• 3
    Holden Back
    Posted Wednesday, 18 April 2012 at 2:43 pm | Permalink

    Just keep writing this article, over and over, until some mainstream hacks pick it up, (‘Ooh look, free articles!’), and things could change significantly between now and August.

  • 4
    Peter Ormonde
    Posted Wednesday, 18 April 2012 at 3:20 pm | Permalink

    Up to the job? Seriously? Following in the footsteps of giants like Billy McMahon, Phil Lynch and the blessed martyr John Howard? Course he is. How hard can it be? You just get the Melbourne Club on speed dial and do whatever Gina, Clive and the banks tell you. Like falling off a log.

  • 5
    CHRISTOPHER DUNNE
    Posted Wednesday, 18 April 2012 at 3:50 pm | Permalink

    (Warning: contains severe sarcasm and traces of nuts)

    Sloppy Joe would have to be better than that Nigerian woman, Finance Minister Ngozi Okonjo-Iweala, who he slagged so nicely recently, wouldn’t he?

    You know, the one who wasn’t America’s choice for President of the World Bank. Maybe Joe could shoot for that job after he’s ‘fixed’ the Australian economy.

    Anyone want to lay bets on Hockey’s chances?

  • 6
    Mike Flanagan
    Posted Wednesday, 18 April 2012 at 6:00 pm | Permalink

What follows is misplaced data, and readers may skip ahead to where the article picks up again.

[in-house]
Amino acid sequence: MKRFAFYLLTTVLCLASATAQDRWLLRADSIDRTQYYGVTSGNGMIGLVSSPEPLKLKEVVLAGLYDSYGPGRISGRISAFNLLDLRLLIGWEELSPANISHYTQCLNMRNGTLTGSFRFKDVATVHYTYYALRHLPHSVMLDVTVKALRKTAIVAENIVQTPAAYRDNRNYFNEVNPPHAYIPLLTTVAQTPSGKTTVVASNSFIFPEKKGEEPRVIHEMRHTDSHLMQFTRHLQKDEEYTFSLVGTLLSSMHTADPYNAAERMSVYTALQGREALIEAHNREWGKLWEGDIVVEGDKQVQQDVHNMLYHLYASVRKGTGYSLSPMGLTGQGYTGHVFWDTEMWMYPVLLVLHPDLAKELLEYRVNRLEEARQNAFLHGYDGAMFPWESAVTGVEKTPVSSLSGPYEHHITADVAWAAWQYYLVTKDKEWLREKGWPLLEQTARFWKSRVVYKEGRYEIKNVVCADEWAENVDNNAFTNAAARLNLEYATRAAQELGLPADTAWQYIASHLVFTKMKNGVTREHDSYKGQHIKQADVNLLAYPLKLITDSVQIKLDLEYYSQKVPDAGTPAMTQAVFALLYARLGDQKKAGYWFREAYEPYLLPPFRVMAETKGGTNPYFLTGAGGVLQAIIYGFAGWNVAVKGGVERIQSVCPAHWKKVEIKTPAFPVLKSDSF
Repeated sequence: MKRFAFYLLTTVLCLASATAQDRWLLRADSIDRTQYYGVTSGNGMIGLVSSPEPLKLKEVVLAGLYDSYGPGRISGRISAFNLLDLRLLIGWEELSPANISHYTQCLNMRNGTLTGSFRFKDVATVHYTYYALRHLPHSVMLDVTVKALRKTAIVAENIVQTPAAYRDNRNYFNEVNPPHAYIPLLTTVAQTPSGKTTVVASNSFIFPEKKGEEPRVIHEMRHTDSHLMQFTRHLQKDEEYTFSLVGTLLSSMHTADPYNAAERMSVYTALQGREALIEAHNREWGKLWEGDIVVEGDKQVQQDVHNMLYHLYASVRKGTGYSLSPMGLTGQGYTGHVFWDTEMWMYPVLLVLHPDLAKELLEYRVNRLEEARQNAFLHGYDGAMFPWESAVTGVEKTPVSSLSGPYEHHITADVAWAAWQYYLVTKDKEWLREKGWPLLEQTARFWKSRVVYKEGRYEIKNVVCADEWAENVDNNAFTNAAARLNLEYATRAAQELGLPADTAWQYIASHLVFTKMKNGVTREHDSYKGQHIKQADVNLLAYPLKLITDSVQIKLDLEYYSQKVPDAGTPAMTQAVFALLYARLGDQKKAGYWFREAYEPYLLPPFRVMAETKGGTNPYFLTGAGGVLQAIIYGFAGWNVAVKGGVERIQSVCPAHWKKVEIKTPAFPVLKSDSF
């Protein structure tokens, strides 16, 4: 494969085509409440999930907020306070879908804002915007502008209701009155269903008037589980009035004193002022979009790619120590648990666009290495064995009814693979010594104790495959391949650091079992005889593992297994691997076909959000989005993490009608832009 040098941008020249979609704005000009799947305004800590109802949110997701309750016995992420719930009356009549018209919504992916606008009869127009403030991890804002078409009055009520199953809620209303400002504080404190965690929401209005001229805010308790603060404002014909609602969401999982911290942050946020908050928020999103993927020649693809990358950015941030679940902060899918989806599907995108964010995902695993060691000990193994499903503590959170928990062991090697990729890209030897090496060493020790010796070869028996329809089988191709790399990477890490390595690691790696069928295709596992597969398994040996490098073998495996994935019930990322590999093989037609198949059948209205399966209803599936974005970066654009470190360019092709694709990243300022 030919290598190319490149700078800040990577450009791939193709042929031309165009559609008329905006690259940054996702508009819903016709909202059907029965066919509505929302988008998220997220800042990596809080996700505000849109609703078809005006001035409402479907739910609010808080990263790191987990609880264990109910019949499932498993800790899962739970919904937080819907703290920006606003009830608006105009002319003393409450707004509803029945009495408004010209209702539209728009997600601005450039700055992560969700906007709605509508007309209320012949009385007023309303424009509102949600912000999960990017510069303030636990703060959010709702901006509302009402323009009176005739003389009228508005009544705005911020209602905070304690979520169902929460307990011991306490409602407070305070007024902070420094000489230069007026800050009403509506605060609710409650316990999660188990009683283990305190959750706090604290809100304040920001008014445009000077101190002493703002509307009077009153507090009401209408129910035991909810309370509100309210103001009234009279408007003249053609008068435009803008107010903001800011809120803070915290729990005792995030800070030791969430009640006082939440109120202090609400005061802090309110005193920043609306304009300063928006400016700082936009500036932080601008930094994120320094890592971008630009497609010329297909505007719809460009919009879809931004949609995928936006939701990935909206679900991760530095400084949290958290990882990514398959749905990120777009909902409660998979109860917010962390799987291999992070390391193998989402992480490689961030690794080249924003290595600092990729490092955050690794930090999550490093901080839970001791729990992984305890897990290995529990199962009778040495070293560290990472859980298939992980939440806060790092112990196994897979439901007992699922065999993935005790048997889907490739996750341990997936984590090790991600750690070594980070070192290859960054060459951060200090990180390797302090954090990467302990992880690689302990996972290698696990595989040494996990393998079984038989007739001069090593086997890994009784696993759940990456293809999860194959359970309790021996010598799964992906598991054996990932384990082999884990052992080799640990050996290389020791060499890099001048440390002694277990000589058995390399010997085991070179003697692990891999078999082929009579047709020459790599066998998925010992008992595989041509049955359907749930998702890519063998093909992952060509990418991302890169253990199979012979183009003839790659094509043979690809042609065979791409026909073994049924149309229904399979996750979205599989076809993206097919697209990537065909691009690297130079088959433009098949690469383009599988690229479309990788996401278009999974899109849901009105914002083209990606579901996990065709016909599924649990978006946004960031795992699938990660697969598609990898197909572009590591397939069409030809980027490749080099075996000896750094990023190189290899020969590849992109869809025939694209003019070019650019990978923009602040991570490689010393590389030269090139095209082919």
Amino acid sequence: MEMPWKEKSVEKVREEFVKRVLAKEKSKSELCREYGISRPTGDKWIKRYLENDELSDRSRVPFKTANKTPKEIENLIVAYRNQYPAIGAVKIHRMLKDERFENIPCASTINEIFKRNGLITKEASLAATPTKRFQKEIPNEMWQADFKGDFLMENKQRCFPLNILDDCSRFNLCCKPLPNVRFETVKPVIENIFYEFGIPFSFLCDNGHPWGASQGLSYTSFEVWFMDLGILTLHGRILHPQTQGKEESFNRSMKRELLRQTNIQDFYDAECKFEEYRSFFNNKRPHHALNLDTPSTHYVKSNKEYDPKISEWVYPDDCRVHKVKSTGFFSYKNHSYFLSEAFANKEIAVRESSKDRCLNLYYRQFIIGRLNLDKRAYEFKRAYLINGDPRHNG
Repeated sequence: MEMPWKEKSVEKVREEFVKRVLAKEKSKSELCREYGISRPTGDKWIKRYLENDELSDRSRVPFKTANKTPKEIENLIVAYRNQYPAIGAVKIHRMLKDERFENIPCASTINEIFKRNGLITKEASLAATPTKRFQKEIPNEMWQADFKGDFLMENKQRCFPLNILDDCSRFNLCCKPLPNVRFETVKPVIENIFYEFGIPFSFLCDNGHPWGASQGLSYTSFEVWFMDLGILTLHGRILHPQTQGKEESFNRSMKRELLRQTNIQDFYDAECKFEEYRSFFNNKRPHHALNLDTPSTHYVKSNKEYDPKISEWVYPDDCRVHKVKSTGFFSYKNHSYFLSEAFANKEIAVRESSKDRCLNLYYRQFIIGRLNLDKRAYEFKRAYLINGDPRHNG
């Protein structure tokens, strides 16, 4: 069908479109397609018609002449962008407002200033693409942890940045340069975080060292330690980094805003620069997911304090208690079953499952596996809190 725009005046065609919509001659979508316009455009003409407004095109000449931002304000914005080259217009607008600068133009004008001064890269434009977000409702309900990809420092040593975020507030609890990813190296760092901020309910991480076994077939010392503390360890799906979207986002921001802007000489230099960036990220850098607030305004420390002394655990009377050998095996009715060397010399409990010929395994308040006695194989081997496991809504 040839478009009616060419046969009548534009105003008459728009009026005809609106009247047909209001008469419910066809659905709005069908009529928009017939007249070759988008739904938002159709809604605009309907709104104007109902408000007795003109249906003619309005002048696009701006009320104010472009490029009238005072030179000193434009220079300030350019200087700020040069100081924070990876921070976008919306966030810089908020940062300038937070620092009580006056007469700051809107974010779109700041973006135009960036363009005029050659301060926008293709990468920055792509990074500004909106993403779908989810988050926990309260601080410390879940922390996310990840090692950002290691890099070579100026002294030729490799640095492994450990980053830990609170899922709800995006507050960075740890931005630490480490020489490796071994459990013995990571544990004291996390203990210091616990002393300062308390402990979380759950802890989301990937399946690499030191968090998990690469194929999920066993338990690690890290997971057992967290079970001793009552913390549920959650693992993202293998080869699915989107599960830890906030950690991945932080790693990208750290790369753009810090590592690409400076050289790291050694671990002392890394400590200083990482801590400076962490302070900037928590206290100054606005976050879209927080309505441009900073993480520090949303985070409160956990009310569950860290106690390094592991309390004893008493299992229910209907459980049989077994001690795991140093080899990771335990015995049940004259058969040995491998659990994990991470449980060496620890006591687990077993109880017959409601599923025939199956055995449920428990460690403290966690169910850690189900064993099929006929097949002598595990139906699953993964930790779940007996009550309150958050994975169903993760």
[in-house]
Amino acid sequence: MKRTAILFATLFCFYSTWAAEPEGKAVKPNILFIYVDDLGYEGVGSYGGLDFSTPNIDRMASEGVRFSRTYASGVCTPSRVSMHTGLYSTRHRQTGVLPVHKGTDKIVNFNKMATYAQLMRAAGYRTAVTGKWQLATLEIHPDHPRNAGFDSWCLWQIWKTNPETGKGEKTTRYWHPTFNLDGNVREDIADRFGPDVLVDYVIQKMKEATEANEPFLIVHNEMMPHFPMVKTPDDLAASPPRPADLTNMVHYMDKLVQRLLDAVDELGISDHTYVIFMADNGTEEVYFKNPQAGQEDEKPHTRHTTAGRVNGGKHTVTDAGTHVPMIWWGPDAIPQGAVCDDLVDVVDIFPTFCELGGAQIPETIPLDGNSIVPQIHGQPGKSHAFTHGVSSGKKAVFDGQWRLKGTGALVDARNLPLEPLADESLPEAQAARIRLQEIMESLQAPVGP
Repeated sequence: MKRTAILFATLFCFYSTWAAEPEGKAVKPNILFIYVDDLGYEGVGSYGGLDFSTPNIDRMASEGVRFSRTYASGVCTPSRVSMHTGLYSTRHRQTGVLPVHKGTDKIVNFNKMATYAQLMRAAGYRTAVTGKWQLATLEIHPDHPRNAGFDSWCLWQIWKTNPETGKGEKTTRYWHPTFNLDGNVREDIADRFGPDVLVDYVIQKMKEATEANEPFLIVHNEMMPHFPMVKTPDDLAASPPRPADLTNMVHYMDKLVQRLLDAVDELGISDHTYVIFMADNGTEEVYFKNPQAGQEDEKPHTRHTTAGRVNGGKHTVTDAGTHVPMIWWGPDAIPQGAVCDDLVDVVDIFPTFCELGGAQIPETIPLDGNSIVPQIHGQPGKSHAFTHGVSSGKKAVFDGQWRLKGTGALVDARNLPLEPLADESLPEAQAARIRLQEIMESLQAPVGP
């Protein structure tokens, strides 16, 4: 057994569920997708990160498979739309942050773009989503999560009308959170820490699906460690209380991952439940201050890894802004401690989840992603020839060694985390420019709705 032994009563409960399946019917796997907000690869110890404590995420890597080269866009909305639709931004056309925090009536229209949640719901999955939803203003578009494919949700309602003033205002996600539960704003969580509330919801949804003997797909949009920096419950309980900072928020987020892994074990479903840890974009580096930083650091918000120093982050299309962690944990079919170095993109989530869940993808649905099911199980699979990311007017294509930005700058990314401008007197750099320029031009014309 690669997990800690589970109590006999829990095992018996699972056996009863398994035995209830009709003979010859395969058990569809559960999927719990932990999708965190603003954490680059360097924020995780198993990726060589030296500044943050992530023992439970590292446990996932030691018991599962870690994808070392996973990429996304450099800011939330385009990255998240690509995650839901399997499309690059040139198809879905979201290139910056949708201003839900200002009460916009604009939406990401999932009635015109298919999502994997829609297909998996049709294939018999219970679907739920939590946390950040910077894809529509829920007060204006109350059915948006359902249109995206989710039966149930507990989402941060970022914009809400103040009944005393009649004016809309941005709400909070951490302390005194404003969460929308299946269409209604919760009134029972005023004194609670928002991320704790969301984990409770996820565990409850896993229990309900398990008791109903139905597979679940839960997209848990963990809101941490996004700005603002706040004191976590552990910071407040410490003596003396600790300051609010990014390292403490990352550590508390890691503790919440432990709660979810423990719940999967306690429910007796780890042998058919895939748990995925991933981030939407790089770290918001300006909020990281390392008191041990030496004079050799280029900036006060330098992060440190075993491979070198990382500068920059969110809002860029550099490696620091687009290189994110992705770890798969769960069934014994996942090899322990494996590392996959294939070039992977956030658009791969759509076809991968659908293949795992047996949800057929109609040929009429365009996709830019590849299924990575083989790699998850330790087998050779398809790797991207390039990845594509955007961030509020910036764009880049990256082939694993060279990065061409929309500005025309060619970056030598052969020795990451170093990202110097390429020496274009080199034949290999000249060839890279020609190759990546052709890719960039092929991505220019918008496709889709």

There seems to be an underlying acceptance in a number of articles in Crikey over the past few days that presumes an Abbott victory at the next election. Considering we are only half way through the current electoral cycle I believe that presumption borders on arrogance and treats your audience as “buffoons”.
    Regardless of the constant and often published voting polls it is presumptious to project these on to the voters intentions at a poll that isn’t due for anotrher 18 months.
    So the question is “if” rather than “looking set” that seems to me a more rational lead to the story.
    Hockey and many of his cohorts on the opposition benches have yet to prove themselves to have any policy substance that might entitle them to have the majority of the voters support.
    The polls over a longer period than journalists care to look indicate a volatility in the electorate that could manifest itself in any direction over the coming 18 months in the federal sphere.
    I for one still have faith in the intelligence of most our voters.

  • 7
    eric
    Posted Wednesday, 18 April 2012 at 6:11 pm | Permalink

    Piggy Hockey is one of the dumbest shadow treasurers in living memory and dont get me started on the rest of the idiots on Abbotts front bench

    God help us if that motley crew get elected.